When I first began teaching, I was passionate about performance-based assessment, and the first groups of students that I taught found themselves engaged in upwards of ten different performance-based assessments each year. My seniors wrote I-Search reports ala Ken Macrorie, and when I taught eighth grade, my students were performing everything from the meaning of their vocabulary words to the scripts that they wrote as a part of their Cast of Characters projects. These were good times, and I learned an awful lot from the veteran teachers that I worked with about developing quality rubrics and helping kids attend to the finer details of their work, reinforcing the expectation that project-work was not mere fluff.

I still favor performance-based assessments over all others, but what I’ve come to realize is that this is something of a shortcoming. Recently, I had the opportunity to watch Rick Stiggins in action, and as he spoke about aligning assessment types to instructional targets, I found myself having (for lack of better phraseology) an AH HA moment. Stiggins presented the table below to the educators in his audience, and suddenly, I felt as if a missing piece were sliding into place for me.

Performance-based assessment is not always the most appropriate measure of assessment, and while I used to assume that comprehension was inherently necessary in order to complete a performance-based assessment successfully, I know now that this isn’t true. Sometimes, there are more appropriate measures…it simply depends upon what you are measuring.

All of this has me thinking today.

I’m thinking about the assessments on this chart, and I’m wondering where a blog entry might fit as an assessment tool. I’m wondering where we would place a wiki. Can Twitter be used as a means of formative assessment? I think it can. I think that most web 2.0 tools can be used to inspire formative assessment. They need a place on this map….what do you think? Are they a new assessment type, or do they fit into one of the categories already distinguished here? I know what I’m thinking, but perhaps we could invite others to the table to have this conversation.

What would happen if we spoke with kids about formative assessment? What would happen if we were direct about its purposes, if we told kids why were studying certain skills formatively, and if we invited them to share their thoughts and ideas about what might work best with us?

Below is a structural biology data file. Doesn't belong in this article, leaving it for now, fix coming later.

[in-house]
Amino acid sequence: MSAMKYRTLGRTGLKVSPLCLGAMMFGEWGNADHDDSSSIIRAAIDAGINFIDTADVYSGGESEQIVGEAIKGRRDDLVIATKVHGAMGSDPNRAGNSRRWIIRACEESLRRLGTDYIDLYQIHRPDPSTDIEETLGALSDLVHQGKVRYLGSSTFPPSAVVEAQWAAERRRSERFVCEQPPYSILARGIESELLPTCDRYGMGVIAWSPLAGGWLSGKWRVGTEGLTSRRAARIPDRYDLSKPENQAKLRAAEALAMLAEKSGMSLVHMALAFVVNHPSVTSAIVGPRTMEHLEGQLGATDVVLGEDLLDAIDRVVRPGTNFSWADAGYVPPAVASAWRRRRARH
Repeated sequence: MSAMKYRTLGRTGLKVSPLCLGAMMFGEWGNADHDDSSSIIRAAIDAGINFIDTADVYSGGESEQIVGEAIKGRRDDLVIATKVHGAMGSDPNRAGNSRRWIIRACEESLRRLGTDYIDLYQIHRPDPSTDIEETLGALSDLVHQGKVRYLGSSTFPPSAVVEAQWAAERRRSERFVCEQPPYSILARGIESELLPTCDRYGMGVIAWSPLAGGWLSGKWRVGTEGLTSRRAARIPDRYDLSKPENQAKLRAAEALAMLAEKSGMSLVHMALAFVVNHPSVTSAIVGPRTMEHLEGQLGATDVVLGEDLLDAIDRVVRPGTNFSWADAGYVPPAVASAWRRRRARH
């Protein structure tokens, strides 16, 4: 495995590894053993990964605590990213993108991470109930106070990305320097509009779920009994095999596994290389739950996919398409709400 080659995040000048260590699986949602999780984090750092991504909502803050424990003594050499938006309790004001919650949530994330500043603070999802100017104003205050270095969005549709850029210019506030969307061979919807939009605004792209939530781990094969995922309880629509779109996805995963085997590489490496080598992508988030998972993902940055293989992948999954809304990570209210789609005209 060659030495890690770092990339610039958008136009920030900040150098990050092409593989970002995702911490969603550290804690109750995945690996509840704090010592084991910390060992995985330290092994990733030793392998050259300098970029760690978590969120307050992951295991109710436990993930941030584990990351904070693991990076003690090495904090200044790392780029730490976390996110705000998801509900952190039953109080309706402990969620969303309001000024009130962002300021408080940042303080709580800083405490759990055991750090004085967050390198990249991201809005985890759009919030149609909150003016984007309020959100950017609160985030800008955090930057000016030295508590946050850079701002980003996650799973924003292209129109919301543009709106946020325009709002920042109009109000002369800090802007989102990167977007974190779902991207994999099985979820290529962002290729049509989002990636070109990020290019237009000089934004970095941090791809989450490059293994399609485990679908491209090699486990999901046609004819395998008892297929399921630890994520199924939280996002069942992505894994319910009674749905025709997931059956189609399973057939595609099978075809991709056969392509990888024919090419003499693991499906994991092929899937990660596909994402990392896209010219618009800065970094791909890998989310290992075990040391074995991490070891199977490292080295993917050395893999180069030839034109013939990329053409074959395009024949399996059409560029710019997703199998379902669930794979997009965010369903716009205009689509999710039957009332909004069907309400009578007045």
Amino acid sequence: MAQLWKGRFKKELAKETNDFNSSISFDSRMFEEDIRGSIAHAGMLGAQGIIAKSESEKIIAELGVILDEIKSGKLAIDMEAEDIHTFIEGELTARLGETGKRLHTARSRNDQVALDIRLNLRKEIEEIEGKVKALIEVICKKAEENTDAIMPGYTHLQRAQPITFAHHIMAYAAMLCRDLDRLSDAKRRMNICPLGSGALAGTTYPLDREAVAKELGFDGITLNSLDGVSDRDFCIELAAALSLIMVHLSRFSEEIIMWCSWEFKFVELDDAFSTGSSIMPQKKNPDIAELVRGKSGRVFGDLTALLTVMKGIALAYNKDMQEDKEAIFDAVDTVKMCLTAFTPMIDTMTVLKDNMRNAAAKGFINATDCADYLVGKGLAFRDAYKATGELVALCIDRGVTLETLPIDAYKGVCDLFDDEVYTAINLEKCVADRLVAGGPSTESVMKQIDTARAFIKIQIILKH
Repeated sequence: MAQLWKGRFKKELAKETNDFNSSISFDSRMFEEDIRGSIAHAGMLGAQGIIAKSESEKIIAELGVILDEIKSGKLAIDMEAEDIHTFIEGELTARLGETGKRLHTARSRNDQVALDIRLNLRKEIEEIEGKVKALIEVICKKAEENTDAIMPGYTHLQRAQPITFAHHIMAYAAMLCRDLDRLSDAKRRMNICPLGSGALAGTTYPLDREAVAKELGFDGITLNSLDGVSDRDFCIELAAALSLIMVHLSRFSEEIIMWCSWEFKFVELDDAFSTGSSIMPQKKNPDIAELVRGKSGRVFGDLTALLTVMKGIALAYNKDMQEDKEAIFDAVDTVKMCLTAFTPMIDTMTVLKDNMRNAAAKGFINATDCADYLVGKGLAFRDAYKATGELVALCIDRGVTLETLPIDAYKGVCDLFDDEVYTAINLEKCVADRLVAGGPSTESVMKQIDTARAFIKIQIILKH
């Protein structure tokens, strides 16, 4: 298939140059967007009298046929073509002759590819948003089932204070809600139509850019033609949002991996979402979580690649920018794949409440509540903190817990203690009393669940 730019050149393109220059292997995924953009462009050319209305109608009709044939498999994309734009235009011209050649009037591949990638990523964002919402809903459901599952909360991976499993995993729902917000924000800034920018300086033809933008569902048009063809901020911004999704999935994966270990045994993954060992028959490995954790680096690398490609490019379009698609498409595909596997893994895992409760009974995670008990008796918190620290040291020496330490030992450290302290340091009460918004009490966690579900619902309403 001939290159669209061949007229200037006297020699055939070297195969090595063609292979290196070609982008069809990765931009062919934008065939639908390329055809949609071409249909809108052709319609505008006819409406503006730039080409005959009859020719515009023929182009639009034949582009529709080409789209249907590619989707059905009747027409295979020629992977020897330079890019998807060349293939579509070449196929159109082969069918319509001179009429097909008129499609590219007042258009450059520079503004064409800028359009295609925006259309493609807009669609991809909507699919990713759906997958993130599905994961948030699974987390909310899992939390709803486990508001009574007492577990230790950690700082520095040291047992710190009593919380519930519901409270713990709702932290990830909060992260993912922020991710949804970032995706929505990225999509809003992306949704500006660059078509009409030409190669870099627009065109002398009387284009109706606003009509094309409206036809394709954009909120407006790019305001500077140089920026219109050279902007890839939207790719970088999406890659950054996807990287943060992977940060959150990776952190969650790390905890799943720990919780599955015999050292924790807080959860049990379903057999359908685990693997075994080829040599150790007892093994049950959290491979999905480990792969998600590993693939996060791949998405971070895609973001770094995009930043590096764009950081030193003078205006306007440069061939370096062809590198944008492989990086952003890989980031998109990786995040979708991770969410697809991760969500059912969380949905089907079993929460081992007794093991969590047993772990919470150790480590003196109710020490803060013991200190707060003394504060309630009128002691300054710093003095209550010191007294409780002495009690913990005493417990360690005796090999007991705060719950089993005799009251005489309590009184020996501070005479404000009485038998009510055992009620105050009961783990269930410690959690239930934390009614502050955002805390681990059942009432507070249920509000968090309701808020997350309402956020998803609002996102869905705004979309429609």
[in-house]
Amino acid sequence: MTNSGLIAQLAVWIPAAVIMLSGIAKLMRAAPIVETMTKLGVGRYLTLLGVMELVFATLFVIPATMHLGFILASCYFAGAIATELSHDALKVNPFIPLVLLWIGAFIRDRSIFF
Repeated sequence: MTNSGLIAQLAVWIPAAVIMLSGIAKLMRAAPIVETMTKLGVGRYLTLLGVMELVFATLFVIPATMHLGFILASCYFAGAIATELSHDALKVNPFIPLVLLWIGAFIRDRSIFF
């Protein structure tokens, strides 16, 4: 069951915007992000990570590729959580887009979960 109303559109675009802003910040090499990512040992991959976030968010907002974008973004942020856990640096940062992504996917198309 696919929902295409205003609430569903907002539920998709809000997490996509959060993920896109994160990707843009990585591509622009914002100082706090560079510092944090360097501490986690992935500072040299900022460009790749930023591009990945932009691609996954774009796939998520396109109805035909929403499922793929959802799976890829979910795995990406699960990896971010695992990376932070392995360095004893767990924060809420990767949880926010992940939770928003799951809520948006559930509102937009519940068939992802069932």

Maybe “getting ready for the test” can look like a blog entry. Maybe we can do it in MySpace. Maybe we can keep kids engaged while moving through our agenda as educators. Maybe we CAN do it all.

Skill Type


Selected Response


Performance Task

Personal Communication

Knowledge Mastery

MC, True/False

Matching and Fill in the Blank can sample mastery of elements of knowledge

Essay exercises can tap understandings of relationships among elements of knowledge

Not a good choice for this target

Can ask questions, evaluate answers, and infer mastery—but time-consuming

Reasoning Proficiency

Can assess understanding of basic patterns of reasoning

Written descriptions of complex problem solutions can provide a window into reasoning proficiency

Can watch some students solve some problems and infer about reasoning proficiency

Can ask a student to think-aloud or ask follow-up questions to probe reasoning


Can assess mastery of the knowledge prerequisites to skillful performance, but can’t rely on these to tap the skill itself

Can evaluate the skills as they are being performed

Strong match when skill is oral communication proficiency; also can assess mastery of knowledge prerequisite to skillful performance

Ability to Create Products

Can assess mastery of the knowledge prerequisites to skillful performance, but can’t rely on these to assess the quality of the product itself

A strong match can assess:

a. proficiency in carrying out steps in product development

b. attributes of the product itself

Can probe procedural knowledge and knowledge of attributes of quality products—but not product quality


Selected response questionnaire items can tap student feelings

Open-ended questionnaire items can probe dispositions

Can infer dispositions from behavior and products

Can talk with students about their feelings

Taken from Stiggins, Richard J. Student-Involved Assessment, 3rd ed. Columbus, Ohio: Merrill Education, 2001



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